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Interview

Wilde No More

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Stephen Fry is probably the most eminently quotable man on the planet today. His work as a performer, writer, and general intellectual-about-town has been seen in just about every forum, from the stage and screen to the pages of a book, newspaper, or computer screen. His wit, sexuality, and talent have earned him comparisons to Oscar Wilde even before he portrayed the author in the 1997 film Wilde. His one-liners and pithy statements are devoured and repeated ad nauseam by others. So who does Fry like to quote? None other than Dirty Harry. "As Clint says in Magnum Force, 'A man's got to know his limitations, Briggs,'" Fry says in his thick British accent, sounding nothing like Eastwood's slow drawl.

Fry is talking about his position as the go-to guy for erudite Englishmen, a role he's played to perfection in films such as Peter's Friends and I.Q. Though his early sketch comedy days in the Cambridge University Footlights troupe or on the acclaimed BBC series A Bit of Fry and Laurie allowed him to play a wide variety of characters, he's most associated with the uptight intellectuals he's played. "I don't know what it is; they'll never give me the part of the blue-collar welder or something. I don't get the Tim Allen parts, but maybe that's as well," Fry observes. "It's a big enough field to gallop in without wishing for the pastures outside as well."

Still, Fry is up for trying new things, which is why he decided to make his feature directorial debut with the period drama Bright Young Things, which he adapted from Evelyn Waugh's novel Vile Bodies. Starring Emily Mortimer and Stephen Campbell Moore as a pair of star-crossed lovers in 1930s London whose lives seem to consist of nothing but shallow parties and casual encounters, Fry's first entry as a director is precisely what one would expect from the artist: sharp, satirical, and wickedly funny.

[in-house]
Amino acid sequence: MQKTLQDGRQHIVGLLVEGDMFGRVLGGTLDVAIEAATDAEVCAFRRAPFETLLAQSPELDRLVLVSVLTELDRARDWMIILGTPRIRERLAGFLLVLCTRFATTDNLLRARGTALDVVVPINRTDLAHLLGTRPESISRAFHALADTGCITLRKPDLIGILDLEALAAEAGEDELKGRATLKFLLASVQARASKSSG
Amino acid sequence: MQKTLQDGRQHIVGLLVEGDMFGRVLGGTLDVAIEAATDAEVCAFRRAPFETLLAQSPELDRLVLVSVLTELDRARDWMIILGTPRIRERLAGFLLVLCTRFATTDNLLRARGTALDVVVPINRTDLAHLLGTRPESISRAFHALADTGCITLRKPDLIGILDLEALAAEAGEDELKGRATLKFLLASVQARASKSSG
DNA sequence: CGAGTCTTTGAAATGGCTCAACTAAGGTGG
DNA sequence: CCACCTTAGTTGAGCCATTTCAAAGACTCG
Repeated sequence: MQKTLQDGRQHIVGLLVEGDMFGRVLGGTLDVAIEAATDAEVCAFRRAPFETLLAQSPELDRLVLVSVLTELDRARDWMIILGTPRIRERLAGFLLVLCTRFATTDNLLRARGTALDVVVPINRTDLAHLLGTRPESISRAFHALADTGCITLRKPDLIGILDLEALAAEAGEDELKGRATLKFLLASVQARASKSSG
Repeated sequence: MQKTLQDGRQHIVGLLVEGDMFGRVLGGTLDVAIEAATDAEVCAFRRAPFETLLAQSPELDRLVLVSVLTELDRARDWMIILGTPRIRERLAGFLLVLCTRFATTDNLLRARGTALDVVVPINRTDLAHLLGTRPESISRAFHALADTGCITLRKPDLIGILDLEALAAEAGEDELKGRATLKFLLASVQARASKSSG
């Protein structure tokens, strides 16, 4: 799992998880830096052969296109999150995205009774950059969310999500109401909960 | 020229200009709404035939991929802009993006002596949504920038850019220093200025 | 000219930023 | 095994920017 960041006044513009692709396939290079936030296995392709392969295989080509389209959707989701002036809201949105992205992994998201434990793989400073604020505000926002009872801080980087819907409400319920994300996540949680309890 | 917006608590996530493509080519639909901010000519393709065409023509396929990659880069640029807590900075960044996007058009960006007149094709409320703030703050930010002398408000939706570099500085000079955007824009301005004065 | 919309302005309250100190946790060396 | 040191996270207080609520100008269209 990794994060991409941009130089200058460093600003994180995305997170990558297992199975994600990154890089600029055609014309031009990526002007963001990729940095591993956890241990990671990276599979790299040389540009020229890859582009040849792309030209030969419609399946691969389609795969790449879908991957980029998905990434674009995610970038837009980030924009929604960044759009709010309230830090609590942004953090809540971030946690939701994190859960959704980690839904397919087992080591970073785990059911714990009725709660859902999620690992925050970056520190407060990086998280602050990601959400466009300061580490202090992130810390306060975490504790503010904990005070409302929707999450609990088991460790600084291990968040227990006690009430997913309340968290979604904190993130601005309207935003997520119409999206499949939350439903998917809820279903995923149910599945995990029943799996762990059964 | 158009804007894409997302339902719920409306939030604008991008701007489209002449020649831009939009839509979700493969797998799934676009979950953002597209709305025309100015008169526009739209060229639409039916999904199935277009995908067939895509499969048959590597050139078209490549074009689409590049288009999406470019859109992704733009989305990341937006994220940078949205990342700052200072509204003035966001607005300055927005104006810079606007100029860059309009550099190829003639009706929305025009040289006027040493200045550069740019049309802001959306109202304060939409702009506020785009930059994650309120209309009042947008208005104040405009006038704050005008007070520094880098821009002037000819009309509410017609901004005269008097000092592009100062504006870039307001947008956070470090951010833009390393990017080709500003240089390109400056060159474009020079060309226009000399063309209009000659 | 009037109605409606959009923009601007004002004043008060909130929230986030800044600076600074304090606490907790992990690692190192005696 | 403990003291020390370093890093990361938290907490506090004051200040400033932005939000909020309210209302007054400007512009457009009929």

Fry says he wasn't looking to direct a film. But, after being hired to write the adaptation, the opportunity was presented to him. "I wish I could say that there was a kind of logical consistency and a plan of attack in my life. There never has been and I don't suppose there ever will be. I kind of amble through the orchard of life, and if there's a tree with a particularly interesting fruit on it, I'll go and try it. Sometimes they're delicious, and sometimes they make you throw up, and sometimes you get addicted to them and can't stop and have to persuade yourself to move on to the next tree, as it were." This all comes out in one breath, and Fry takes a moment to pause. "Strange metaphor, I don't quite know why I began it. But there you are."

Fry has penned adaptations before—his rewrite of the musical Me and My Girl snagged him a Tony nomination in 1987—and he wasn't daunted by the task. "I think you have to be true to the reason you wanted to adapt it in the first place. You have to think to yourself, 'What are the qualities of this original source material that I so like and so want to translate into this new medium? What are the qualities of tone, character, or narrative?' If you lose those, why not make up your own story? On the other hand, you certainly don't have to be faithful in terms of the order of which things happen, and you can do things like take four characters and make them one character. Because, in a novel, a character's free. In a film, you have to pay them a salary." His respect for Waugh's book also caused him to change the title of the film; Bright Young Things was Waugh's working title for Vile Bodies. "I like the idea that, until the crack of doom, when people say, 'What do you think of Vile Bodies?' they'll say, 'Oh, I read it twice, I loved it.' They're talking about the book and nothing else," says Fry. "I think more adapters should do that, really."